“Surely,” Thor said, thunder blooming in his voice with every word, “you do not suggest that my brother injured himself so very gravely to escape the law. Surely you do not assume that he can cheat hospital scanners—fake a deep coma—”

The screen hastily cut back to the newscaster, but Loki kept staring without seeing.

Yes, he was a runaway, a cheater, a faker. Yes, he was a killer, and possibly something even worse. Because Clint Barton, the companion of his soul, was not answering him, and Loki finally admitted to himself, with cold realization, that he wouldn’t. He remembered the last he’d felt of Clint—a hint of crushing terror before nothingness took its place. And this vacuum had sucked all doors open within the bond, pushing Loki’s power into full bloom; now there he sat, a virtual god, with cold wind blowing through his entire being.

A monster. Loki stared at his white hands, remembered his mother’s blue ones, and clutched them into fists. So let me be a monster.

He had no choice left anyway; his presence and his condition had just been revealed to the world at large—and to Alexander Pierce in particular. If he hadn’t known to pursue Loki before, he did now.

Loki knew he must act quickly; he wasn’t sure whether his consciousness would survive if something drastic happened to his body overseas. The problem was that he was here instead of there. He had to find a way to return to Germany, in Clint’s body—but even as he thought this, the impossibility of such an endeavor overwhelmed him. In this small Nevada diner, staring at his cooling coffee, he was no prince. He had no money, no resources, no way to travel—Clint hadn’t left Las Vegas in years, he must not have a passport, and certainly not in the glove box of his car…

But then, with a dizzying rush, the realization came again to Loki with full force: he was no longer blind. How could he possibly feel helpless? To be stuck on the wrong side of the ocean—to be under threat of imminent death—it was nothing, nothing, compared to what he had experienced in Odin’s palace, sightless and so profoundly alone, talking into the void at night so the illusion of being heard would keep him from going entirely mad. He had orchestrated the bombings in a desperate bid to change something, anything, to his situation—and had he not succeeded? Though at great cost—had he not freed himself?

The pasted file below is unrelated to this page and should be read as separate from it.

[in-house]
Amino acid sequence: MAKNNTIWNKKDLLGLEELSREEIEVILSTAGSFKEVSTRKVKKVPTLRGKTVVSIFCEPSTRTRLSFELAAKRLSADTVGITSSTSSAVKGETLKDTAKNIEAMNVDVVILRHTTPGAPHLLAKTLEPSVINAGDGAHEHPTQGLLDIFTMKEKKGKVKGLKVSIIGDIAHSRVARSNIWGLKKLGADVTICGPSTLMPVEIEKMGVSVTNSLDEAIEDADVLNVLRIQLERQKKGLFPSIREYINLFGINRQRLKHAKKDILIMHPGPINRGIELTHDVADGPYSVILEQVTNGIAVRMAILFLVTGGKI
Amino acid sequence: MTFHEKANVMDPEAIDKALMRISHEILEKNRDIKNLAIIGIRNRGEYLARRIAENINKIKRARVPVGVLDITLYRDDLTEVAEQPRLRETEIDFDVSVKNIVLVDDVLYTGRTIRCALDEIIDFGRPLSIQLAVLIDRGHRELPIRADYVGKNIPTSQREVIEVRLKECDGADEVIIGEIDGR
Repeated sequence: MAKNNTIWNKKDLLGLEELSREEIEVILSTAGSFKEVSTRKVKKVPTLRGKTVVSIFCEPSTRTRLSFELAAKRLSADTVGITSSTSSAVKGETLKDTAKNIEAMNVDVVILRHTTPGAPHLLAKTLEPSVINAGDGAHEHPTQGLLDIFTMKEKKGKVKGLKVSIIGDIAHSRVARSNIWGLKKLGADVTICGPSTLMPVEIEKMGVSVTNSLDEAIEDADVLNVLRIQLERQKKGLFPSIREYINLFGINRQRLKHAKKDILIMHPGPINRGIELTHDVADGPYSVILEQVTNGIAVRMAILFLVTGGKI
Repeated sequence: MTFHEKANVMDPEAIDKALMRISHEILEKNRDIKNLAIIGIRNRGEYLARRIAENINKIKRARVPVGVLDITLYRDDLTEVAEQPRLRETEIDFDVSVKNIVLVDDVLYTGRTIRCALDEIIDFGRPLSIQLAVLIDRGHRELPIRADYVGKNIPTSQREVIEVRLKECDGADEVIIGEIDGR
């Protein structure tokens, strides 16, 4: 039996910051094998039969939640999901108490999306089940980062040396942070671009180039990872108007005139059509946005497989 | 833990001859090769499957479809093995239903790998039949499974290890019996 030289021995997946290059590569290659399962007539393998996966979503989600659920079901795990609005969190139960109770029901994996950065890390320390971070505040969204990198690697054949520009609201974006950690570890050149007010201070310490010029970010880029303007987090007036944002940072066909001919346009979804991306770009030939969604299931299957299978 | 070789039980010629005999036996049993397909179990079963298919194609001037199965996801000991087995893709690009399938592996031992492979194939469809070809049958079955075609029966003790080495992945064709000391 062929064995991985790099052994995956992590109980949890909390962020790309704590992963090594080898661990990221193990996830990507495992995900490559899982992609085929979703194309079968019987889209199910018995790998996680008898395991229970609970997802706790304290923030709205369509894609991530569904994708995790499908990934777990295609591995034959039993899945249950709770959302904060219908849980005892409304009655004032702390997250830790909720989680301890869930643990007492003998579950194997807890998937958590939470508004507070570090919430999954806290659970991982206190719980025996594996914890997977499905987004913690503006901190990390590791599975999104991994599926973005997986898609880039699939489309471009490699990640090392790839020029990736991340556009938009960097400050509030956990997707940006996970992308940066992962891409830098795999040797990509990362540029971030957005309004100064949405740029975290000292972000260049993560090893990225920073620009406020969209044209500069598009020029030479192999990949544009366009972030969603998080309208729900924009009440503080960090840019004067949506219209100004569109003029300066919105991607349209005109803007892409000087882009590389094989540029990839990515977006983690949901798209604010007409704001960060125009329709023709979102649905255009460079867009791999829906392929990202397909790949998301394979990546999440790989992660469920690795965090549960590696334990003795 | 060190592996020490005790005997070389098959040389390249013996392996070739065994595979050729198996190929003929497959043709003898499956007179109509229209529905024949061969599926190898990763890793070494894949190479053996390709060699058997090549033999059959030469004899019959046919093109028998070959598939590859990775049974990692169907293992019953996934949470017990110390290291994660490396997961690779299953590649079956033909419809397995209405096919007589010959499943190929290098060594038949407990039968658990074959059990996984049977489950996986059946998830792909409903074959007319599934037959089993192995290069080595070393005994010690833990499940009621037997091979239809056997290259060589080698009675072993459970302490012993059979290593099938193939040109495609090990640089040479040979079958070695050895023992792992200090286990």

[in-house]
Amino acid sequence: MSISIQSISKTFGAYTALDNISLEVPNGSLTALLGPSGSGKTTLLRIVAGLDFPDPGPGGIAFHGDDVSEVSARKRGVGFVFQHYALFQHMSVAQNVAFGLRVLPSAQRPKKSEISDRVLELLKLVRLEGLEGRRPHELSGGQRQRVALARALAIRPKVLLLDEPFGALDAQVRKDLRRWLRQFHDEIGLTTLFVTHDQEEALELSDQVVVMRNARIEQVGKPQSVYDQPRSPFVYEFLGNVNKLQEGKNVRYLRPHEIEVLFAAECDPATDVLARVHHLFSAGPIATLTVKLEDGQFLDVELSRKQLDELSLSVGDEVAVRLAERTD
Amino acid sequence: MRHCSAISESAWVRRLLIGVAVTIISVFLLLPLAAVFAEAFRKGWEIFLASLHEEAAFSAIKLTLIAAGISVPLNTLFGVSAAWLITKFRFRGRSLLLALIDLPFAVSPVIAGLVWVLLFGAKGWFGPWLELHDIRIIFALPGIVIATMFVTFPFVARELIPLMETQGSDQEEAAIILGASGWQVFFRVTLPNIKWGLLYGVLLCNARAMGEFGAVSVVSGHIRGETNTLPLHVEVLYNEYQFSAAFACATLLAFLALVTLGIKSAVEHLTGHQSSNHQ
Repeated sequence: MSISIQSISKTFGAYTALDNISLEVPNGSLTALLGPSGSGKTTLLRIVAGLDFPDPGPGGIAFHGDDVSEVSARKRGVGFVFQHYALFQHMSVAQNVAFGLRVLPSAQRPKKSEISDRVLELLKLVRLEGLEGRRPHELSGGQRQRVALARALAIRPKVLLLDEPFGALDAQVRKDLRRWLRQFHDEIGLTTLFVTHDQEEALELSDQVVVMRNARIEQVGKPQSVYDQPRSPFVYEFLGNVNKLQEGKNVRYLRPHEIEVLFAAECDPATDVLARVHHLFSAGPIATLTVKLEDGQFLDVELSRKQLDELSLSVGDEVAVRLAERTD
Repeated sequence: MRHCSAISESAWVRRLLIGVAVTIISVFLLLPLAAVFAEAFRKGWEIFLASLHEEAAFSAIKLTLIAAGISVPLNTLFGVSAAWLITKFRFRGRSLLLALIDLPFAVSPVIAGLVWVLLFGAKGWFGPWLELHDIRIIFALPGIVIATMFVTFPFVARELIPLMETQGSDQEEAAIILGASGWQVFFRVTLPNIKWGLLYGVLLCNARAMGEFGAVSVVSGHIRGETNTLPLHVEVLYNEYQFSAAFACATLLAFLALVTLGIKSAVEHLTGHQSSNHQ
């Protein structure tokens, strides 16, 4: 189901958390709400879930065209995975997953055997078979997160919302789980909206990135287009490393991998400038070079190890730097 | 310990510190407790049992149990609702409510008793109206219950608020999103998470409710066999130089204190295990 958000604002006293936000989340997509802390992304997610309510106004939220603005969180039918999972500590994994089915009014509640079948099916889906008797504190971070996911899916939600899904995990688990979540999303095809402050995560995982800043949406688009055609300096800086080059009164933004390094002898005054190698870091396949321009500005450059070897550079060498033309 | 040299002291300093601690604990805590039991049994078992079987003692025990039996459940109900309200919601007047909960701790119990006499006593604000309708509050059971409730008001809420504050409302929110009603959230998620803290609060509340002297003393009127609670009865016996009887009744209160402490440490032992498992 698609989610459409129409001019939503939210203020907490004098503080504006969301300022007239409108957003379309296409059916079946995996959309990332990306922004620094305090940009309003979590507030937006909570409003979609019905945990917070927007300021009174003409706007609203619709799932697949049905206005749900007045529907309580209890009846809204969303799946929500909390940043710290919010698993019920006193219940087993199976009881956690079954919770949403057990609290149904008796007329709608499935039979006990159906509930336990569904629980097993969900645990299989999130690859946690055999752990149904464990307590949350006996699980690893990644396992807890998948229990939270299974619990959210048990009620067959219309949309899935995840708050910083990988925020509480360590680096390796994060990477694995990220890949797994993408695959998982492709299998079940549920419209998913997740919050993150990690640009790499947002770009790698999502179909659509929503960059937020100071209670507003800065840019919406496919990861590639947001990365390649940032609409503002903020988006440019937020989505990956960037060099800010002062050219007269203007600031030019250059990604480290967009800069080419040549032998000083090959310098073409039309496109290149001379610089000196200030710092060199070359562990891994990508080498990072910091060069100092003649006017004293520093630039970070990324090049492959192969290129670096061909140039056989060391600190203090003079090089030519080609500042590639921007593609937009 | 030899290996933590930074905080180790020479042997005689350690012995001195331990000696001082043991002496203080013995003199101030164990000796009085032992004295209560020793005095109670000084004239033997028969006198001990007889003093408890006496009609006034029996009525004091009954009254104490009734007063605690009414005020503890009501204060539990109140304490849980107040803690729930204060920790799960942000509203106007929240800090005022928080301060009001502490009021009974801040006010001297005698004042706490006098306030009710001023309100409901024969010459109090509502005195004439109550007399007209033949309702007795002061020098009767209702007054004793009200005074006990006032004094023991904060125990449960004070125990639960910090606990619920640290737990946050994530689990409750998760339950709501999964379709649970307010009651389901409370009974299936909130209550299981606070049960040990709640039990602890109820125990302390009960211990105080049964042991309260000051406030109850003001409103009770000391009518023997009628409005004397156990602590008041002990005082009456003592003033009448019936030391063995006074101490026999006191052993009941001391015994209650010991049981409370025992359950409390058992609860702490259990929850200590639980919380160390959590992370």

He couldn’t stop now. Though he was thousands of miles away from his goal, he’d never been so close.

Leaving his untouched coffee behind him, he got up, trembling not from shock anymore, but with anticipation. Germany was just a flight away. He had no passport—so what? He was Loki Laufeyson.

Surely he could think of something.


Reaching the Vegas International Airport took him two hours.

Parking his car took him ten minutes.

Finding someone who looked like Clint Barton took him thirty seconds.

“I can’t believe it.” The man was right in the middle of the hall, staring up at the flight information screen and complaining out loud to no one in particular. “A five hour delay for New York? What am I going to do until then?”

“Make friends,” Loki offered. He waited for the man to startle and blink at him, then held out his hand. “I’m also on that flight. We might as well commiserate together.”

The man hesitated, then grimaced and shook his hand. “Danny Rand.”

His passport stuck out of his breast pocket. Loki smirked at him. “Let me buy you lunch, Danny.”




Blood spills onto the bed again.

“N’Yami, my love…”

N’Yami takes a rasping breath and gropes blindly for her husband’s hand. He grasps it tightly, brings it to his lips.

“Your Majesty, I must ask you to leave the room—”

“No.” N’Yami’s voice is a harsh rasp. “No, it’s no use.”

Shining chrome gleams across the room; sleek-lined machines glow in time with N’Yami’s heart; and yet she is, without a doubt, failing. T’Chaka is crying silently, holding onto her hand.